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Storms & Cloudy Nights Continue, Other News

Posted: 31 July 2022

Had a small rainshower to the west Thursday afternoon, 14 July 2022. One of my old webcams picked up a lightning bolt just after sunset.


Friday night, 15 July, had a nice Monsoon thunderstorm with a half inch of rain in 20 minutes, with a total rainfall of 0.55". Saturday, 16 July, was clear until mid-afternoon when Monsoon cloud buildups began appearing. The Monsoon Season pattern continued on Sunday, 17 July, with moderate thundershowers late in the afternoon (0.51"). One of my webcams captured this nice lightning display at sunset.


Monday, 18 July, I gave a talk at the Oracle Community Center about this September's David H. Levy Arizona Dark Sky Star Party. Everyone was excited to learn more about this awesome event coming to Oracle.

photo photo
Photos courtesy of Ellie Brown

Tuesday morning, 19 July, I discovered that the observatory GFCI outlet had tripped for some reason. I reset it and power was restored. Perhaps high humidity from one of our recent Monsoon storms tripped it, although storms have never tripped the GFCI before. There was a brief electrical grid power glitch the night before, so maybe that tripped it. The GFCI outlet was last replaced in December 2019. Since only the Air Conditioner has been running during this cloudy period, I hope it is not the culprit. I monitored the observatory power for a few days and the GFCI never tripped. So the power glitch was the likely culprit.

Cloudy nights continued. Friday evening, 22 July, had nice very bright arcs of a double rainbow beyond my Explore Scientific weather station.


Early Sunday morning, 24 July, a thunderstorm come through (0.28"). At sunrise there was a nice double rainbow in the western sky.

photo photo

Late Sunday afternoon there was a long period of almost continuous thunder but very little rain here (0.06"). Shortly after sunset Monday evening, 25 July, there were strong thunderstorms in the area but only received 0.05" rain here. Had a light rainshower (0.09") Tuesday afternoon, 26 July. Same pattern Wednesday afternoon, 27 July (0.06"). A brief strong thundershower dropped 0.22" rain in 10 minutes mid-morning on Thursday, 28 July. Total rain for Thursday was 0.29".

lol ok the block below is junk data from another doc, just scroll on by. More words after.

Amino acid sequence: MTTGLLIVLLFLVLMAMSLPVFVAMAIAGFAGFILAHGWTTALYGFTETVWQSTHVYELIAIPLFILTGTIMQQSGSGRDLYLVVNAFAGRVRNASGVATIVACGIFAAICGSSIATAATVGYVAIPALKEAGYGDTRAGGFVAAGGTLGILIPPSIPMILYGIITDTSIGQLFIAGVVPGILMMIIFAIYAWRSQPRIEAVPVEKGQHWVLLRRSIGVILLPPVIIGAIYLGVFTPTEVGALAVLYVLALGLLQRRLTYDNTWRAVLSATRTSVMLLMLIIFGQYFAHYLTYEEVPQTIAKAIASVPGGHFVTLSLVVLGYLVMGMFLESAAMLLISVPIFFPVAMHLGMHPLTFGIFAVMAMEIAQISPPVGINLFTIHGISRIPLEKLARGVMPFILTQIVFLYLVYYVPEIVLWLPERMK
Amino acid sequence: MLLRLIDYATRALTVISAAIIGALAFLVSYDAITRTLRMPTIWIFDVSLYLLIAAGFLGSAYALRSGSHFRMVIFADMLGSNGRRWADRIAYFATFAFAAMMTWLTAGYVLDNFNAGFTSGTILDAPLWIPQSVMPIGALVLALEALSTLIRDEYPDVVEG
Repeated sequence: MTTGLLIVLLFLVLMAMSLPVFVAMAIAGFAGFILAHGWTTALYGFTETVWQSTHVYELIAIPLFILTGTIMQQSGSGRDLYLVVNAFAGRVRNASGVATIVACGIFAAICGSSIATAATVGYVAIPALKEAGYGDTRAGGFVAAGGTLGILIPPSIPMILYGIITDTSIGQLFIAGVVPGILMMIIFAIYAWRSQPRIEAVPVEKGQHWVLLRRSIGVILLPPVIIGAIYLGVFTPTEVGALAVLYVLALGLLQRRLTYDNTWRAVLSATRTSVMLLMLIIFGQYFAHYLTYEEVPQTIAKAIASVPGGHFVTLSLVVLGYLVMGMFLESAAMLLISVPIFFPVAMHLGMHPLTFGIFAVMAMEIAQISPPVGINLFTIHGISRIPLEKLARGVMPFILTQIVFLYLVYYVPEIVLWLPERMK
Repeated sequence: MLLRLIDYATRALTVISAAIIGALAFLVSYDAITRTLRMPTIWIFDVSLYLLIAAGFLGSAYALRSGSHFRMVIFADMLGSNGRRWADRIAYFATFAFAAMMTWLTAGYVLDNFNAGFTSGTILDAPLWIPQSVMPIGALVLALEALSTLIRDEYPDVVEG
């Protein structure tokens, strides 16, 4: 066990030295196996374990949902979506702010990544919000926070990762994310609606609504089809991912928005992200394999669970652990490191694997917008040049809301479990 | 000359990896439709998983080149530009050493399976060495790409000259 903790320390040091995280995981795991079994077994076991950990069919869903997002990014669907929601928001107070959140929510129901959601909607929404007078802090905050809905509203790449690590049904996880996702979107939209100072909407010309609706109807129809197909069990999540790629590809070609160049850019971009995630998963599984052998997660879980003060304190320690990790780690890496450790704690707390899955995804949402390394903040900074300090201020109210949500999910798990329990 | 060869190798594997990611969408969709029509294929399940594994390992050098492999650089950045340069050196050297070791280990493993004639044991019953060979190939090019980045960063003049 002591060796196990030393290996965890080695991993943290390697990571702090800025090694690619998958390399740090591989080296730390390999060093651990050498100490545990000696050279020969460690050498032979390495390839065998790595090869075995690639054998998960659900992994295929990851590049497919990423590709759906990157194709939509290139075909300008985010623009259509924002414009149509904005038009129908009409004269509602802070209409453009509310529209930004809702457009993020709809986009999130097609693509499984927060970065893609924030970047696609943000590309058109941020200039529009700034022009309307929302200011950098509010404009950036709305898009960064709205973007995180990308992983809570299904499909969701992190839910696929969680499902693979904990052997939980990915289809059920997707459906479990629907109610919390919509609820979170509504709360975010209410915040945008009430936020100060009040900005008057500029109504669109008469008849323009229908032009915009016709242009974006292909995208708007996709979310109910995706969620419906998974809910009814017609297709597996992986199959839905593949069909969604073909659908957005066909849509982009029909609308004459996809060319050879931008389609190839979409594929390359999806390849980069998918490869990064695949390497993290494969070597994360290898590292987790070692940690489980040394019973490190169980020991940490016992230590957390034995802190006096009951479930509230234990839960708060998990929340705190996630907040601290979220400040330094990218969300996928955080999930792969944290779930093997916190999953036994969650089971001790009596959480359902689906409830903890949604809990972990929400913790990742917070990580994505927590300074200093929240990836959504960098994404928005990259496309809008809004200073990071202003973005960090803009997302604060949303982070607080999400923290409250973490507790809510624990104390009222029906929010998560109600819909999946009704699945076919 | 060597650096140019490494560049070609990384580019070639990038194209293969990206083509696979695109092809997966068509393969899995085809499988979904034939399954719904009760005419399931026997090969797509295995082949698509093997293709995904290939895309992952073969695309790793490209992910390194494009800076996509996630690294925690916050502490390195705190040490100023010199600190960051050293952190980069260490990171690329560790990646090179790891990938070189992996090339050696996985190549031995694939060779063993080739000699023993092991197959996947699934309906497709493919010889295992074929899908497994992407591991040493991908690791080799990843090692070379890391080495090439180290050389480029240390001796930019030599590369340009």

Thursday evening I visited a local site at their request and provided some outdoor lighting advice. They plan to pursue needed improvements to become a dark sky observing location as well as solve neighbor lighting complaints.

Before sunrise on Friday, 29 July, another Monsoon storm came through with heavy rain (0.53"). Saturday, 30 July, dawned clear but clouds began appearing mid-morning with thunderstorms in the area beginning mid-afternoon. Only got 0.01" rain here. Sunday, 31 July, dawned mostly clear but storm clouds began appearing mid-day, like this one with a nice anvil top 70 miles to the WSW of Oracle.

Click or tap on image for larger version

Late Sunday evening had some brief periods of light rain (0.03") from nearby storms.

Storms and cloudy nights are forecast to continue through at least the first week of August.

An update on the Kitt Peak National Observatory wildfire recovery was posted by NOIRLab on 21 July. Followup reports by Tucson television stations KVOA and KGUN have some more details.

I have posted a review of the book Star Mentor. Definitely a good book to read.

25 July 2022 was the 13th anniversary of setting up my SkyShed POD XL5.

As I have mentioned many times, beginning in 1966 as an undergraduate astrophysics student at Indiana University, I worked on the IU Asteroid Program. I was on the Program for four years and even worked there full-time during the summer after graduation in 1970. I was one of several students who would measure star and asteroid positions on 8x10 inch photographic glass plates using the Gaertner Measuring Engine. One of the tasks of this work was to pick suitable stars on the photographic plates that would be used to determine an asteroid's location. This photo of a blackboard in the Program offices was taken in 1988 and shows that my Faintest Star Magnitude record was still listed 18 years after I worked there!

Click or tap on image for larger version
Photo credit Kurt Eberhardt

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